TRAC­TOR TALK

1978 IH 584 UTIL­ITY

Diesel World - - Contents - BY JIM ALLEN

NNo mat­ter how hot the horse­power race got with big trac­tors, a good deal of any trac­tor com­pany’s busi­ness were the smaller util­ity trac­tors. Solid prod­ucts in this cat­e­gory al­ways made for a health­ier com­pany. As the ’80s ap­proached, In­ter­na­tional Har­vester re­al­ized it was time to up­date its 64 and 74 Se­ries small trac­tors and for 1977 and 1978, the 84 Se­ries trac­tors de­buted.

The 84 lineup com­prised seven ba­sic mod­els with a range of con­fig­u­ra­tions for each. Power out­puts ranged from 36 to 73 hp. The small­est was the 384 with a 154ci, 36hp diesel four. The 484 made 42 hp from a 179ci 3-cylin­der diesel. The 584 had 52 hp

from a 206ci diesel four. A 684 model had a 239ci, 63hp diesel. The 784 had a 246ci diesel that made 67 PTO hp. The Big Dog was the 884, which didn’t come to the line un­til 1980 with a 268ci, 73hp four. There was also a Hy­dro 84, which used a 246ci four cou­pled to a ver­sion of IH’S hy­dro­static drive, and it cranked out 59 PTO hp. There was a small 284 too, but it was more a lawn and gar­den trac­tor and not re­ally a main­stream ag trac­tor, although it’s some­times listed as such.

Many of the 84 Se­ries were avail­able in Util­ity or Rowcrop con­fig­u­ra­tions. The 584, 684, 784, 884 and Hy­dro 84 came both ways but the oth­ers came only as Util­i­ties. The main dif­fer­ence was ad­justable wheel track. The 84 line was built in the IH Don­caster, Eng­land, fac­tory and most of the en­gines used came from the IH Neuss en­gine fac­tory in Ger­many.

The 584 was the mid­dle sib­ling in the 84 line and pop­u­lar all over the world. It was pow­ered by a Neuss D206, 206ci four­cylin­der, di­rect-in­jected, wet-sleeved diesel. Neuss rated it at 57-65 fly­wheel horse­power (de­pend­ing on rpm) and it cranked out 52.54 PTO horse­power in a 1979 Ne­braska Trac­tor Test. It was a five-main en­gine with the gen­eral ar­chi­tec­ture of the Neuss D310 sixes also use in larger IH trac­tors of the re­cent past.

The 584 used an 8-speed gear­box, four speeds in the main box with a 2-speed range box. It didn’t have a TA (Torque Am­pli­fier, aka “Torque”). It came as a fixed-track Util­ity or as a Rowcrop with an ad­justable track. A 540rpm live PTO was com­mon on the Rowcrops as was a 3-point lift. It came stan­dard with power steer­ing, a diff-lock and ROPS (Rollover Pro­tec­tion Sys­tem). A canopy was avail­able but no cabs on the 584. Cabs were of­fered for the larger 84 Se­ries, and in the early ’80s, the 84 line could be or­dered with Front-wheel As­sist (FWA).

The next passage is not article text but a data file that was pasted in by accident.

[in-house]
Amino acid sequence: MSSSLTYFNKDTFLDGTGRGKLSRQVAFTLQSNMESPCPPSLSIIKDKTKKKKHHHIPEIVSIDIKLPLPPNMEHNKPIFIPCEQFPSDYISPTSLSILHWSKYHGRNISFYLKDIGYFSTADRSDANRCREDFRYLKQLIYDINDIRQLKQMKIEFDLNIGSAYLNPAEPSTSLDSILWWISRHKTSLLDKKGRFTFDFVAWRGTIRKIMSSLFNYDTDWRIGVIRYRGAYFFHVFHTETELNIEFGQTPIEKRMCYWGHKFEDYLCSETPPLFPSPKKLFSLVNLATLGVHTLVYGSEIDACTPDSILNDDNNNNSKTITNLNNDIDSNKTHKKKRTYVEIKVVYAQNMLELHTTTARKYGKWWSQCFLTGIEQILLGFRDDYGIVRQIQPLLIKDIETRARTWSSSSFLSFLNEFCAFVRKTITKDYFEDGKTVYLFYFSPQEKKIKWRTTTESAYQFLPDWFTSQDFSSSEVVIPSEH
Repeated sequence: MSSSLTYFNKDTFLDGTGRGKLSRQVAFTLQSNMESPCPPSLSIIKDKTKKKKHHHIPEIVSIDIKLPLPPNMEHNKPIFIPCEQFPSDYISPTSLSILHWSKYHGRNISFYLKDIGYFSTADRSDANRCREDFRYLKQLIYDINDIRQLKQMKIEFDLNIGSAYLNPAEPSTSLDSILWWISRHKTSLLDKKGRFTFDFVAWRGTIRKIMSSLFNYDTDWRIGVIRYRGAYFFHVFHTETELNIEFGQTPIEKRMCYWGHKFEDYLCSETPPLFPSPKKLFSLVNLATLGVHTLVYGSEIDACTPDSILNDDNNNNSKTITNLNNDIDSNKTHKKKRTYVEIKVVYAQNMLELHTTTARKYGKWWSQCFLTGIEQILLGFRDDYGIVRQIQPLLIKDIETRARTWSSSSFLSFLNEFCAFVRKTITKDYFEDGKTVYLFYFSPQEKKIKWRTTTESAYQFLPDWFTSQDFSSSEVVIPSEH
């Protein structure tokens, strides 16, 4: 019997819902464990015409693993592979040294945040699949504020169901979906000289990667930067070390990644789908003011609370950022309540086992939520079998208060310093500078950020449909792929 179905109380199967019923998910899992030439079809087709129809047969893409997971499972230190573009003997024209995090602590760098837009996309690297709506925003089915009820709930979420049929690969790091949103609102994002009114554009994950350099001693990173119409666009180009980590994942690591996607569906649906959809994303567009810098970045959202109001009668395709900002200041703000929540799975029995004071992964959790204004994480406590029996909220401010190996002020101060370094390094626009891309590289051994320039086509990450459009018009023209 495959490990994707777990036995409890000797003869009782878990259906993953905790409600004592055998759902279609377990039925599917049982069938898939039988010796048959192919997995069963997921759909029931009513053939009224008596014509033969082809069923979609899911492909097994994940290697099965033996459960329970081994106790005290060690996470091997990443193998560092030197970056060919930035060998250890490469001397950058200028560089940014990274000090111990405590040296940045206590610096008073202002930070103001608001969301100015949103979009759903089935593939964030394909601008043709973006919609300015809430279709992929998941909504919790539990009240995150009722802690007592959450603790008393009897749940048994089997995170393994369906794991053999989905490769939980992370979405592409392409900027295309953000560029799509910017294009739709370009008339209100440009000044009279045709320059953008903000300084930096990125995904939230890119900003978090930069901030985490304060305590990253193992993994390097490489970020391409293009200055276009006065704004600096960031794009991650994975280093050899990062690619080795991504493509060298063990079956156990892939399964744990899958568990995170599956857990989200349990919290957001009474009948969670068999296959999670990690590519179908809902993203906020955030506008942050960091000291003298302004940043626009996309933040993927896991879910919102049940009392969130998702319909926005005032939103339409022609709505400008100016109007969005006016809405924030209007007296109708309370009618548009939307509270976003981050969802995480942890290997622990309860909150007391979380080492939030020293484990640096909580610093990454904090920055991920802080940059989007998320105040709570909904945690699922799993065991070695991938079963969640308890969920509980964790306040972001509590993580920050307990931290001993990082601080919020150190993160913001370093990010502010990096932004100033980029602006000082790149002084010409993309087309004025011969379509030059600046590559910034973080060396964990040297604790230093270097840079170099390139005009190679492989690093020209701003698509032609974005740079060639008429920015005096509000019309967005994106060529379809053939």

Most of the 84 Se­ries trac­tors lasted to 1984 and were sold into 1985, when the merger with Case took place. It could be said that these were the last small trac­tors built by In­ter­na­tional Har­vester and they have been called among their best.

This trac­tor is owned by Gavin Knisely, a well-known South­ern Ohio head-port­ing pro. It’s a show trac­tor that works, or a work trac­tor that shows. Ei­ther way, it’s handy for him at his ru­ral shop. The dif­fer­ence be­tween a Util­ity and Rowcrop was get­ting pretty blurry when this ’78 rolled off the line. Less and less was me­chan­i­cal row cul­ti­va­tion done, which re­quired the wheel track to match the crop row widths. Ad­justable-tread trac­tors were not needed as cul­ti­va­tion be­gan to be done chem­i­cally more than me­chan­i­cally. A Util­ity could have all the other fea­tures of the Rowcrop, in­clud­ing PRO, 3-point, and even the weight bracket. A few years af­ter this trac­tor was built, IH in­tro­duced a 584 with FWA, as well as a low-pro­file trac­tor for or­chard work, turf use, or use as an in­dus­trial.

Well-equipped, with a 540 RPM PTO and a three-point lift. One of the de­sign fea­tures of the 84 Se­ries placed the fuel tank in the rear, where the ex­tra weight of the 20 gal­lons gave added trac­tion. Be­cause the 584 was a “world” trac­tor, it had fea­tures like rear lights, which were not re­quired in the United States.

 The Neuss D206 was es­sen­tially a D310 six with two cylin­ders lopped off. Or you could say the D310 was a D206 with two jugs added. Both these en­gines shared a lot with the D239 four and D258 six, which had the same bore but a longer stroke (5.06 vs. 4.375 inches). The D206 and D310 were ear­lier de­signs. There were a lot of parts in­ter­changes within this en­gine fam­ily. The D206 saw use in a few other IH in­dus­trial ap­pli­ca­tions but we couldn’t find any road ap­pli­ca­tions for it. It did have a higher power rat­ing than seen in trac­tors, 65 hp at 2,500 rpm. Torque was the same as the trac­tors 148 lb-ft at 1,600-2,200. The Neuss D358 six had a road rat­ing that spun it up to 3,000 rpm. There is no record of a turbo ver­sion of this en­gine but a tur­bocharged DT239 was built. The D206 was pro­duced into the mid ’90s.

The D206 was eco­nom­i­cal, a Neuss trait, and re­li­able. It also shared an­other gen­eral Neuss trait... cold blood­ed­ness. They were not great cold starters due to their ex­cep­tion­ally low 15.3:1 com­pres­sion ra­tio. A fully warmed-up Neuss barely even sounds like a diesel. Re­place­ment pis­ton and liner kits usu­ally bump that ra­tio up to about 16:1, which helps on the cold starts. In trac­tors, these en­gines were rated at 2,300 rpm and about 60 fly­wheel horse­power. Bosch pumps were used, a VA4-100H in this case, and Bosch DLLA injectors. The block heater is a vi­tal ne­ces­sity in cold cli­mates.

 An im­pres­sive “rack.” Doubt­ful this 584 needs 800 lbs of weight up front but per­haps it’s just a place to store the 100-lb suit­case weights. The 584 Util­ity mod­els could be dis­tin­guished mainly by their swept-back front axles, non-ad­justable wheel track and ex­haust sys­tem that ex­ited low rather than up.

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